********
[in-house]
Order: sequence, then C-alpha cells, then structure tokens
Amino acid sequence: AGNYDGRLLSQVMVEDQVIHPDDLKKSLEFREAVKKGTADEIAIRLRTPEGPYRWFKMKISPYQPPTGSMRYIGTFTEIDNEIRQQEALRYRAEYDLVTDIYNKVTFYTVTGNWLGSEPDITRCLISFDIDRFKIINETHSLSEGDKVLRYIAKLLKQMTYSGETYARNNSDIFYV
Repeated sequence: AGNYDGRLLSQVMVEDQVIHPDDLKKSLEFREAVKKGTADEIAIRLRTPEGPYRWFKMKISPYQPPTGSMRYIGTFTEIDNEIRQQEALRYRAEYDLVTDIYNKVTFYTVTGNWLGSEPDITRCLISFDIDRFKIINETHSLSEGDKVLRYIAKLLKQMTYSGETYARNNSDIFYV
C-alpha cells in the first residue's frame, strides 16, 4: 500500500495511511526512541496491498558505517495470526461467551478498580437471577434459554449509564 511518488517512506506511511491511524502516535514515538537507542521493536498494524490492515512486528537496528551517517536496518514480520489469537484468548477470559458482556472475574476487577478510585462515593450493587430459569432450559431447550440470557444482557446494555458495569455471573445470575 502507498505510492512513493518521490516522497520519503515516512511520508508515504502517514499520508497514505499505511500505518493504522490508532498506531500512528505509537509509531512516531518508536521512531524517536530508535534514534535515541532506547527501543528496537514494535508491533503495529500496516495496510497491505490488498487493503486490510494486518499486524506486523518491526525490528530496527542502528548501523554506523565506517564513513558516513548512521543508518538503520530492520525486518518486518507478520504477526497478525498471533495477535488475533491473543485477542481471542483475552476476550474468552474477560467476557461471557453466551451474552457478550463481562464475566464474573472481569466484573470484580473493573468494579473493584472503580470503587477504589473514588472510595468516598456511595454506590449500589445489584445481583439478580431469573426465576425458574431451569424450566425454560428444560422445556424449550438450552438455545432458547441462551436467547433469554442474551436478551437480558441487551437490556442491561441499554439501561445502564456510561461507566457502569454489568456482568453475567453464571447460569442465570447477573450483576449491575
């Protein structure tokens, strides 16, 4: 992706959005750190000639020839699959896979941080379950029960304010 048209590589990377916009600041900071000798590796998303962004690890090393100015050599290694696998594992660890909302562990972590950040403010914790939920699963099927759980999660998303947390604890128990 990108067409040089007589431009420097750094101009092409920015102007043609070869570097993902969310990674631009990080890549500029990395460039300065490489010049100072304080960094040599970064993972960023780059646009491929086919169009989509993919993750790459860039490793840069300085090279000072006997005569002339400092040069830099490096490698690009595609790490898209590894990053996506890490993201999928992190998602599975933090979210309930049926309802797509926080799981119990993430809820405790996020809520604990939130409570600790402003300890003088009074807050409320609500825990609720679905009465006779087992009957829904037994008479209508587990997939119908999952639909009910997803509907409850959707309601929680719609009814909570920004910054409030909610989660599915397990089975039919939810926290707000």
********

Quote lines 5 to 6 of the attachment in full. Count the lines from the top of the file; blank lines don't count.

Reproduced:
C-alpha cells in the first residue's frame, strides 16, 4: 500500500495511511526512541496491498558505517495470526461467551478498580437471577434459554449509564 511518488517512506506511511491511524502516535514515538537507542521493536498494524490492515512486528537496528551517517536496518514480520489469537484468548477470559458482556472475574476487577478510585462515593450493587430459569432450559431447550440470557444482557446494555458495569455471573445470575 502507498505510492512513493518521490516522497520519503515516512511520508508515504502517514499520508497514505499505511500505518493504522490508532498506531500512528505509537509509531512516531518508536521512531524517536530508535534514534535515541532506547527501543528496537514494535508491533503495529500496516495496510497491505490488498487493503486490510494486518499486524506486523518491526525490528530496527542502528548501523554506523565506517564513513558516513548512521543508518538503520530492520525486518518486518507478520504477526497478525498471533495477535488475533491473543485477542481471542483475552476476550474468552474477560467476557461471557453466551451474552457478550463481562464475566464474573472481569466484573470484580473493573468494579473493584472503580470503587477504589473514588472510595468516598456511595454506590449500589445489584445481583439478580431469573426465576425458574431451569424450566425454560428444560422445556424449550438450552438455545432458547441462551436467547433469554442474551436478551437480558441487551437490556442491561441499554439501561445502564456510561461507566457502569454489568456482568453475567453464571447460569442465570447477573450483576449491575
């Protein structure tokens, strides 16, 4: 992706959005750190000639020839699959896979941080379950029960304010 048209590589990377916009600041900071000798590796998303962004690890090393100015050599290694696998594992660890909302562990972590950040403010914790939920699963099927759980999660998303947390604890128990 990108067409040089007589431009420097750094101009092409920015102007043609070869570097993902969310990674631009990080890549500029990395460039300065490489010049100072304080960094040599970064993972960023780059646009491929086919169009989509993919993750790459860039490793840069300085090279000072006997005569002339400092040069830099490096490698690009595609790490898209590894990053996506890490993201999928992190998602599975933090979210309930049926309802797509926080799981119990993430809820405790996020809520604990939130409570600790402003300890003088009074807050409320609500825990609720679905009465006779087992009957829904037994008479209508587990997939119908999952639909009910997803509907409850959707309601929680719609009814909570920004910054409030909610989660599915397990089975039919939810926290707000």